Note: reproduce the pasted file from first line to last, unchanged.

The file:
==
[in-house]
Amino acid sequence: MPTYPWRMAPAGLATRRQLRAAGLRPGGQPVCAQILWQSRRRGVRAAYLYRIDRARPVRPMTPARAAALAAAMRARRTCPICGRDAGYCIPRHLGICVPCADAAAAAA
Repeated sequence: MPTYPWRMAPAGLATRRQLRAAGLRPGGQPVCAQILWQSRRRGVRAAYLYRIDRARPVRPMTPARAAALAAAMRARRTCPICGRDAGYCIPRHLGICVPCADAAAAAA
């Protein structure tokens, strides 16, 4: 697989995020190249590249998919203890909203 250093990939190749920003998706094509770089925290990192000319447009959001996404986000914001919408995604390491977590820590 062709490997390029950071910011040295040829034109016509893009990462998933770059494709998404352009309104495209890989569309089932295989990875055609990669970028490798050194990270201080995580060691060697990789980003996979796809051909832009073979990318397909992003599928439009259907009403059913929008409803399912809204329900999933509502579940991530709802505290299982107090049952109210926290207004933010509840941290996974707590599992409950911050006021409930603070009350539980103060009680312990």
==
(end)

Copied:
[in-house]
Amino acid sequence: MPTYPWRMAPAGLATRRQLRAAGLRPGGQPVCAQILWQSRRRGVRAAYLYRIDRARPVRPMTPARAAALAAAMRARRTCPICGRDAGYCIPRHLGICVPCADAAAAAA
Repeated sequence: MPTYPWRMAPAGLATRRQLRAAGLRPGGQPVCAQILWQSRRRGVRAAYLYRIDRARPVRPMTPARAAALAAAMRARRTCPICGRDAGYCIPRHLGICVPCADAAAAAA
């Protein structure tokens, strides 16, 4: 697989995020190249590249998919203890909203 250093990939190749920003998706094509770089925290990192000319447009959001996404986000914001919408995604390491977590820590 062709490997390029950071910011040295040829034109016509893009990462998933770059494709998404352009309104495209890989569309089932295989990875055609990669970028490798050194990270201080995580060691060697990789980003996979796809051909832009073979990318397909992003599928439009259907009403059913929008409803399912809204329900999933509502579940991530709802505290299982107090049952109210926290207004933010509840941290996974707590599992409950911050006021409930603070009350539980103060009680312990």